Similarly, we can examine the evidence for such things as the power of intercessory prayer (as Tom Clark’s post indicates), the efficacy of claimed supernatural powers, and so on. As long as those theories give systematic accounts of how things should happen, it’s possible in principle to test whether the evidence favours them.

I’d say that the use of supernatural explanations has not been fruitful, and that these explanations should not be preferred as they are often ad hoc, fail the test of consilience, and so on, but they are not rejected a priori. They can be science, but so far they have been shown to be very bad science. Intelligent Design is arguably not science at all, because it is not able to postulate any system by which its seemingly supernatural “intelligence” works, but in principle there could be a version of ID that is more scientific. The trouble is that no one has any clue what it would be like - the idea made some sense in the 19th century, but it now appears to be a dead end, and we have plenty of evidence that efforts to promote ID are motivated by religious piety rather than by genuine efforts to augment biological science with new kinds of systematic explanation.

One kind of theory that science can never test in any systematic way is the self-insulating “deceptive creator” theory: e.g., the omphalos theory that God created the Earth 6000 years ago, complete with all the signs - such as fossils - of a much longer history. However, scientists, like anyone else, are entitled to dismiss this kind of theory as implausible and ad hoc rather than ruling it out merely because it posits something supernatural.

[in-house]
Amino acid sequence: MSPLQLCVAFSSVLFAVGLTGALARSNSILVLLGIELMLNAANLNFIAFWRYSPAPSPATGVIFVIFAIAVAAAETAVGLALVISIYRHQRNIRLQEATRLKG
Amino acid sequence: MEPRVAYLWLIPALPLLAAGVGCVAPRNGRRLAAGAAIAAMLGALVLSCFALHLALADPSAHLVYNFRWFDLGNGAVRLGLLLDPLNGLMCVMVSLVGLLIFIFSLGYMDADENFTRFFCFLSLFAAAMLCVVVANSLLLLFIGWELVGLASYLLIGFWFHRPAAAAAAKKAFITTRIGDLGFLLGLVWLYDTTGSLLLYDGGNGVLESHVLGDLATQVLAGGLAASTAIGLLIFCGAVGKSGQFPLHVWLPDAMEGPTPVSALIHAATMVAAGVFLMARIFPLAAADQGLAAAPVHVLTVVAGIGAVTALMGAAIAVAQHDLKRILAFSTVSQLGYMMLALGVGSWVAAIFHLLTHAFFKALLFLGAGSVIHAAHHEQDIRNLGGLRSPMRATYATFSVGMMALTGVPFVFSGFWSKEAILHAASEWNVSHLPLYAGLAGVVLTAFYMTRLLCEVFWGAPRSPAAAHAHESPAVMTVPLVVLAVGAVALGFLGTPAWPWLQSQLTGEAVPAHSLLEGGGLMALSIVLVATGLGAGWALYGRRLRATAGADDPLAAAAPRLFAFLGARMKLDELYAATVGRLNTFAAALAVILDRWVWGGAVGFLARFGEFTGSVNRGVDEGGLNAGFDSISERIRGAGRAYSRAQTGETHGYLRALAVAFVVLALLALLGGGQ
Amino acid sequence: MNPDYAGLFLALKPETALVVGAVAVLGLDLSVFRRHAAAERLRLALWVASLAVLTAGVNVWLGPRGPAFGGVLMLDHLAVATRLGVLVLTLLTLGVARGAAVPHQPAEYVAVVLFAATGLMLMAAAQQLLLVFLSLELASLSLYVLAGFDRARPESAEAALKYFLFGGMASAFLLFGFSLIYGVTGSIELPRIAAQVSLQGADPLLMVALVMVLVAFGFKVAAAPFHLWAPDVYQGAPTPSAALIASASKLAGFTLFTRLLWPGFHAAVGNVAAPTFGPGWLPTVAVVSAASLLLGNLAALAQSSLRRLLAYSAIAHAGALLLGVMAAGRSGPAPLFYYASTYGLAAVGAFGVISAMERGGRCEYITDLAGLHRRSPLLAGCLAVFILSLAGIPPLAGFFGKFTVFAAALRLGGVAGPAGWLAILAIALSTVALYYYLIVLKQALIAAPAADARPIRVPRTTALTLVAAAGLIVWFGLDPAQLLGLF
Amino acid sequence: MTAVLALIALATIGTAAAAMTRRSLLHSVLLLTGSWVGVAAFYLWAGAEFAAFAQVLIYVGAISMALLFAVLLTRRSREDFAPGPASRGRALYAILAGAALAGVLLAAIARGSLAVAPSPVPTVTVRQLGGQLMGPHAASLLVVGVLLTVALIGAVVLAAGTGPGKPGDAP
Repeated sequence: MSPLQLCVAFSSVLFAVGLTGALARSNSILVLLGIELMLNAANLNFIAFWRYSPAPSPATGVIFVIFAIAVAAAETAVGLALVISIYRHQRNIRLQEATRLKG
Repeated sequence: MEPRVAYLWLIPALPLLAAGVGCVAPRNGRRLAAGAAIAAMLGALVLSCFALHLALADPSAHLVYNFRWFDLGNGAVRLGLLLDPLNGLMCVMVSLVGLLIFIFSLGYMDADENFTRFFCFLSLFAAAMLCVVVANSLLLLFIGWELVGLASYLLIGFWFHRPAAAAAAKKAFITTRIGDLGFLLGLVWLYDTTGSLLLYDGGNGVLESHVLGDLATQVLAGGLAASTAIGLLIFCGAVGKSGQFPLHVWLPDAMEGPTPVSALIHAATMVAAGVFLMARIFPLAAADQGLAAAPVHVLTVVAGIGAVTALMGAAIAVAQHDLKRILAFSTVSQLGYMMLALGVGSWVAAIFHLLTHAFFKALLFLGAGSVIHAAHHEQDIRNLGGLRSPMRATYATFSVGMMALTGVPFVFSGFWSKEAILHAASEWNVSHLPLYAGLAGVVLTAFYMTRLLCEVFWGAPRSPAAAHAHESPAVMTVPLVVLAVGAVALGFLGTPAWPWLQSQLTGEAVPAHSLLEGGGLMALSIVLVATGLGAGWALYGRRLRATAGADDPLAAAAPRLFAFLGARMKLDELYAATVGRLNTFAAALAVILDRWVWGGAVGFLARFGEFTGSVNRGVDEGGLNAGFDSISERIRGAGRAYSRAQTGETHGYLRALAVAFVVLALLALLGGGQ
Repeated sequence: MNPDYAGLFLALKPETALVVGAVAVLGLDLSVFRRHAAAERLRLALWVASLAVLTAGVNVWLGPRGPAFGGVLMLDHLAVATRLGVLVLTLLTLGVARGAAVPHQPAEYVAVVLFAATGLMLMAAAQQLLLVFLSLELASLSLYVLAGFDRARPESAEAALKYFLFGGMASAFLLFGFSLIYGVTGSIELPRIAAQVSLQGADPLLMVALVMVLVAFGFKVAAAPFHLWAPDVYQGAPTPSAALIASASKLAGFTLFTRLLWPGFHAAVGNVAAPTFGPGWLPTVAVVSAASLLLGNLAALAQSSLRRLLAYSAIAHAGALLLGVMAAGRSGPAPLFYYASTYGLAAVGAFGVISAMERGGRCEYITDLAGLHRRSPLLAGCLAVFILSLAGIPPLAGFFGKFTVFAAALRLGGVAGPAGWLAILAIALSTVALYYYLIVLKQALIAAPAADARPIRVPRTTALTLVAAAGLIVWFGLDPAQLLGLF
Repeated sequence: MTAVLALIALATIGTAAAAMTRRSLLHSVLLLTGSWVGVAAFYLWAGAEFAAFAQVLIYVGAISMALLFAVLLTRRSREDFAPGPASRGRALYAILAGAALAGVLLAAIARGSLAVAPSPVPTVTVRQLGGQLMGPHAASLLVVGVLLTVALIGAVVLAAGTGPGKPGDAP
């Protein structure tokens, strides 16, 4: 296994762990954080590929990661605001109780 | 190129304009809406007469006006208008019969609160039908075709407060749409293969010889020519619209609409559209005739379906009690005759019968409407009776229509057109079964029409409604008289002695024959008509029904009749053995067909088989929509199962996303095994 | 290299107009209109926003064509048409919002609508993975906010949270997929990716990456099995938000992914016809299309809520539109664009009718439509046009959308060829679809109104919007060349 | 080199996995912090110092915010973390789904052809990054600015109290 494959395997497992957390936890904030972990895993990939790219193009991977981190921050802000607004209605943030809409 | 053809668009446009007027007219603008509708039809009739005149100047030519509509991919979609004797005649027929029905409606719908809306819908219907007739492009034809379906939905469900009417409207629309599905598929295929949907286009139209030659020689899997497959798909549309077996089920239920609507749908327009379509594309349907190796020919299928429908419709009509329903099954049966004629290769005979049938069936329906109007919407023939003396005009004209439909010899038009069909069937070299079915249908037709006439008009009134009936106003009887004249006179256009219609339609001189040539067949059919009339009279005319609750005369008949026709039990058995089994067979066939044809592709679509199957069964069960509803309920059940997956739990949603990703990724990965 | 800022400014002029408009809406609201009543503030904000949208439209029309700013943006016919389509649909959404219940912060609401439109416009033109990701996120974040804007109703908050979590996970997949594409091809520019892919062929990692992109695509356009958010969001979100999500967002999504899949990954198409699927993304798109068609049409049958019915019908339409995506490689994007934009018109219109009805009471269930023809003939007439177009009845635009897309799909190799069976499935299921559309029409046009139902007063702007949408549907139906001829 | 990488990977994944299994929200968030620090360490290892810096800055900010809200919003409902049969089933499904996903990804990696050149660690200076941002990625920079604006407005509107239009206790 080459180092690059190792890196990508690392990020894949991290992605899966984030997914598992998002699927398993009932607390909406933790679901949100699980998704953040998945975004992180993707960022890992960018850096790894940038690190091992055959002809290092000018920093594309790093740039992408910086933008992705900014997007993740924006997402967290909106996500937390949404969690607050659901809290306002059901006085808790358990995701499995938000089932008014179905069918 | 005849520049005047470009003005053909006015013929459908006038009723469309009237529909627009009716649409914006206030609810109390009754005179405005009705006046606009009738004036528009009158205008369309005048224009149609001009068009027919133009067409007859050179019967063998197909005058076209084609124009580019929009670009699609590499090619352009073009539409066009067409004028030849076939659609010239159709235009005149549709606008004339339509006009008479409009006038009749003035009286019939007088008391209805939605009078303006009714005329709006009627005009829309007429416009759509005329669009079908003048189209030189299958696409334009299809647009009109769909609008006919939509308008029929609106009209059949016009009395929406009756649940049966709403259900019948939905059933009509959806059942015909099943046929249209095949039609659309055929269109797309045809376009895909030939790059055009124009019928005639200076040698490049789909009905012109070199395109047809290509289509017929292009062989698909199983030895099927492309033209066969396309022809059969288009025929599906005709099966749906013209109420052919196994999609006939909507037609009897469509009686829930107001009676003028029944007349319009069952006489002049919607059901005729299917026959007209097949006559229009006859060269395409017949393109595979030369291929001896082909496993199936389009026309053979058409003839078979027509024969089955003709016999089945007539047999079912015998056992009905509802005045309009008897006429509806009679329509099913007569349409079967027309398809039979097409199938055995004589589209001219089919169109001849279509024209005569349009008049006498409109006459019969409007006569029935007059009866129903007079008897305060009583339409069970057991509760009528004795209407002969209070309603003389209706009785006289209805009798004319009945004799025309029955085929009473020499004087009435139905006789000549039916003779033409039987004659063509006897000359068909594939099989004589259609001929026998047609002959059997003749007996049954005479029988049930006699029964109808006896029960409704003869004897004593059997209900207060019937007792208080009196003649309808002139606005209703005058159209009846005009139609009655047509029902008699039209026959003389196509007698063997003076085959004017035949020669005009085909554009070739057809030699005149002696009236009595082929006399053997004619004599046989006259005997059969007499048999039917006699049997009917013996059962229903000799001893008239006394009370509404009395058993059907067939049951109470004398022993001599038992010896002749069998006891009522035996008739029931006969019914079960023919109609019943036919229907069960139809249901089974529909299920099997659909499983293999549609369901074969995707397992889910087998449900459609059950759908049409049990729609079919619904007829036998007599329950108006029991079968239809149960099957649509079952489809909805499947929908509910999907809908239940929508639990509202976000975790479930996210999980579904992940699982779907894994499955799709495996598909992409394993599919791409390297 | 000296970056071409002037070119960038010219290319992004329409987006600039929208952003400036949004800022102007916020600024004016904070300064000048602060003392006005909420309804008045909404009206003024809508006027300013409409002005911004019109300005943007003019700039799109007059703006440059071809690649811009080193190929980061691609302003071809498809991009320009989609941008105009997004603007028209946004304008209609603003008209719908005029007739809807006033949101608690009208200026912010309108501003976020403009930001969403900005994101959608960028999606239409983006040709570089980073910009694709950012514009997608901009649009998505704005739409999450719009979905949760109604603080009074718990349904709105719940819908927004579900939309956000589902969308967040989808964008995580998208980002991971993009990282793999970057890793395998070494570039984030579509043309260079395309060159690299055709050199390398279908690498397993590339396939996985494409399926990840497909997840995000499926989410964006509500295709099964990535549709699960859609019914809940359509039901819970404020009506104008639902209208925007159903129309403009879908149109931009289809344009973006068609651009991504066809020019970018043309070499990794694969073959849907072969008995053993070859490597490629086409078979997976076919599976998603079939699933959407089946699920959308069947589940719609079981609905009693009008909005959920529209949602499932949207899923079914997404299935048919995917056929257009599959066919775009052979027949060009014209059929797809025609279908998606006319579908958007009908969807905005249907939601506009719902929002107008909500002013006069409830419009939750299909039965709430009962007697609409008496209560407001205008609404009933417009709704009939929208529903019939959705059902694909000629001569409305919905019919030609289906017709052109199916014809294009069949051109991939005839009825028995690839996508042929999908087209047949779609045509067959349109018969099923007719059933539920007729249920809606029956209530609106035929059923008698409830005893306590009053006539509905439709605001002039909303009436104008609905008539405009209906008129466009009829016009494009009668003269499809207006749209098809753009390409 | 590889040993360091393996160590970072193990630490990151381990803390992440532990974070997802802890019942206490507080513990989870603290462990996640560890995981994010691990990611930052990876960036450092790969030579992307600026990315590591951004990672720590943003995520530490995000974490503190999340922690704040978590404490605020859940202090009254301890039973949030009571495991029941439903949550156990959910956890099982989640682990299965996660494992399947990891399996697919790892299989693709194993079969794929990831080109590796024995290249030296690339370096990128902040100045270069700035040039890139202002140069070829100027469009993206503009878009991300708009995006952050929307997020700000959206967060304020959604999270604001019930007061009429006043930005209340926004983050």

I should add that if we accept that all the above is correct, only to say that anything science can postulate is “natural” by definition, we are making methodological naturalism trivially true, in which case it gives no methodological guidance. We want to be able to test, rather than rule out a priori, a whole lot of claims about interventions by deities, the actions of individuals with anomalous psychic or magical powers, and so on. If these are supernatural, then testing the evidence for supernatural hypotheses is part of science. If they are considered part of “the natural”, should they turn out to be real entities, forces, and so on, then methodological naturalism has no content. Indeed, once we define “the natural” in such a way, any kind of naturalism is devoid of substantive content - philosophical naturalism would boil down to something like, “The only kinds of things that exist are the ones that exist.” Naturalism may end up having some irreducible vagueness to it, but it must have some content.

However you analyse it, neither philosophical naturalism nor methodological naturalism appears to be necessary for science. Philosophical naturalism is a meta-inference about what sorts of things are likely to exist - based on all the well-corroborated scientific inferences to hand - and it should be thought of as a philosophical theory rather than as part of science. It’s a highly plausible theory - one that I subscribe to - even if difficult to state with total precision. Methodological naturalism is more a summary of the (again plausible) idea that supernatural hypotheses tend to be bad science. That may create a mild, practical presumption against using supernatural hypotheses, but it doesn’t rule them out of all contention.


Russell Blackford Ph.D. is a fellow of the IEET, an attorney, science fiction author and critic, philosopher, and public intellectual. Dr. Blackford serves as editor-in-chief of the IEET's Journal of Evolution and Technology. He lives in Newcastle, Australia, where he is a Conjoint Lecturer in the School of Humanities and Social Science at the University of Newcastle.